No Phone for a Week? Challenge Accepted


Nandini Dasari and Tina Luo

Teenagers call it an essential. Adults call it an addiction. Phones, or rather time spent on phones, is undoubtedly a subject of controversy. Most teenagers recognize that greater screen time has repercussions, but to what extent? FM Wire staff members Nandini and Tina took on the No Phone Challenge to find out.

On Sunday, Aug. 28, Nandini and Tina shut down their phones and tossed them into oblivion—that is, underneath their beds. That meant no text messages. No social media. No phone calls. All contact with the outside world would occur through email, which meant first announcing the challenge to family and friends.

“When I told my parents, they were kind of weirded out. The first day, my mom came into my room to ask if I had seen an Instagram reel that she sent me, and I had to remind her I was doing the challenge,” Tina said. 

Nandini and Tina started on opposite ends of the screen time spectrum: Nandini’s average recreational daily screen time was 35 minutes, whereas Tina’s was over two hours. For Nandini, who grew up with a ban on weekday screen time, limiting technology use had become a habit. Tina, on the other hand, saw a dramatic increase in her screen time after the onset of quarantine. Both nonetheless agreed that their phones were an impulsive distraction, noticeably reducing attention span and memory. 

“Even after scrolling for 15-20 minutes, I feel like I can’t remember anything that I saw. Especially when I come home from school, it’s a distraction from doing things that require actual brain power. It’s so much easier to sit and watch a YouTube video than it is to write an essay for history class,” Nandini said. 

Day 1 held different challenges for the two girls. Nandini struggled with accommodating the logistics of the challenge, having to email her parents in advance to coordinate a ride after school. By contrast, Tina’s main difficulty lay in breaking her everyday routine.

“I didn’t have a hard time during school, but when I got home it felt really odd not doing what had become habit. When usually I would go on my phone, I was now reading a book or staring at walls…a lot,” she said.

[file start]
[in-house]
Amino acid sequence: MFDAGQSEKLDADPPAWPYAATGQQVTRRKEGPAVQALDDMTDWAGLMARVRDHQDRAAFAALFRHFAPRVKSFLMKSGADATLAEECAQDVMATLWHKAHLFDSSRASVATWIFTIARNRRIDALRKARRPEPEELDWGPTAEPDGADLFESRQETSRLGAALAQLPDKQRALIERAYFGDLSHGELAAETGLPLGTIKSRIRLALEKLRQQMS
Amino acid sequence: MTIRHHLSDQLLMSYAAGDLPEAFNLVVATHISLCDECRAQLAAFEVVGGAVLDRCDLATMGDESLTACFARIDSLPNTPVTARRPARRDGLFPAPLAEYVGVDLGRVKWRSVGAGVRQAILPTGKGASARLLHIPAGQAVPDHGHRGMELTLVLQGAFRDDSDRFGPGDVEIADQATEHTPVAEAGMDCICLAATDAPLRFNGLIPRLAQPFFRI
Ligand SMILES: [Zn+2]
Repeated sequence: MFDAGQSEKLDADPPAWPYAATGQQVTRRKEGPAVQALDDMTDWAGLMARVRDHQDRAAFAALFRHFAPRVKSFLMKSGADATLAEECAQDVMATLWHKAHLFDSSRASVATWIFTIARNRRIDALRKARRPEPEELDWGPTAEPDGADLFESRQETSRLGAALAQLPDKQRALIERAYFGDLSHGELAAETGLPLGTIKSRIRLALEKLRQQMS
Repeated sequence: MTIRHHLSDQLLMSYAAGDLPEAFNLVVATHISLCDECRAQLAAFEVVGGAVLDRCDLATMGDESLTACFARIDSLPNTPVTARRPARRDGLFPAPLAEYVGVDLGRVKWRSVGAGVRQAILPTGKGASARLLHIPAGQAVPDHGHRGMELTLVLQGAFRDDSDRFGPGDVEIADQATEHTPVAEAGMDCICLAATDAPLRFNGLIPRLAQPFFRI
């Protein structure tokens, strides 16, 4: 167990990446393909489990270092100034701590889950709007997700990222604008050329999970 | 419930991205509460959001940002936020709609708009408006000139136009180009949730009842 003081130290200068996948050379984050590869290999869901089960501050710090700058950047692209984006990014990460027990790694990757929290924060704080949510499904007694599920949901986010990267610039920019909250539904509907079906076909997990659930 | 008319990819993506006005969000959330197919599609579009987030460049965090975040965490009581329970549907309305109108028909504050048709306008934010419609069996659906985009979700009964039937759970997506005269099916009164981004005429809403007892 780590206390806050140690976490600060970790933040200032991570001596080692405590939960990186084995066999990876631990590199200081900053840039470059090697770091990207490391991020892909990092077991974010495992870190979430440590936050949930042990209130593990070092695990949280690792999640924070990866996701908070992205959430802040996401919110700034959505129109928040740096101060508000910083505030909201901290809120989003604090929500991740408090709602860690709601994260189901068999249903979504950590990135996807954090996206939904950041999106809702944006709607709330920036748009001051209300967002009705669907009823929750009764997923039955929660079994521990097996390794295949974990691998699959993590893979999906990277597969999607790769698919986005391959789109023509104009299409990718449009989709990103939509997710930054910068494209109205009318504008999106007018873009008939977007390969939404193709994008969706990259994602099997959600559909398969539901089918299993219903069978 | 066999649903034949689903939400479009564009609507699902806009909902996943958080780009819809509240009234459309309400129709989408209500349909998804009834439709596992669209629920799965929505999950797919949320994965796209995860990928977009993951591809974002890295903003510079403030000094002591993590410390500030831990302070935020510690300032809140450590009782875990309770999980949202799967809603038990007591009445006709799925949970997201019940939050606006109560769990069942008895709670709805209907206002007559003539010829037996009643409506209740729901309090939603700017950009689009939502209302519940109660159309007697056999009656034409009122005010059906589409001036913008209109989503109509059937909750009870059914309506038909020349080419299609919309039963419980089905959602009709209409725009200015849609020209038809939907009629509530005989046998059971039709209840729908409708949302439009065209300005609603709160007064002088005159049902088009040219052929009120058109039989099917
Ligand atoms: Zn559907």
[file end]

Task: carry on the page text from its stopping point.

Day 2 proved difficult for Tina because she felt highly anxious for unrelated reasons, but continuing the challenge meant sitting with thoughts instead of escaping them. Nandini felt similarly, hoping to forget about a tough day by reaching for her phone.

“I came home from school and was upset over a bad grade. I wanted to forget about things for a while and scroll on Instagram. Instead, I spent time talking to my parents. It felt good,” she said.

Day 3 was largely uneventful. Self-restraint grew a little easier, and limiting screen time felt more normal. 

“I’m realizing that the only actually useful thing I do on my phone is contact people through messages and phone calls. Everything else is just fluff,” Tina said.

For Nandini, Day 4 flew by busily. The lack of free time meant forgetting about her phone, at least for the day.

“I had a history test to study for, and I got right to work as soon as I got home. I didn’t really pay attention to the fact that I hadn’t had any screen time yet to unwind. I guess this no phone thing is really catching on,” she said. 

On Day 5, the Friday before Labor Day weekend, both Nandini and Tina chose to spend their free time with family. The challenge persisted through the entire week; neither of the two had given in. Though the spirit of the challenge may have reduced temptation, how much of an impact did no phones have after the fact? 

“I got a taste of what it meant to sit with boredom. It’s easy to default to absent-minded screen time, but I’ve realized that I need to take time to be in tune with my thoughts, without social media running in the back of my mind,” Tina said.

“Looking back on this week, I’m glad that I agreed to this challenge. Sometimes it’s okay to have little gaps of inactivity throughout your day. It’s important to give your mind and body a break,” Nandini said.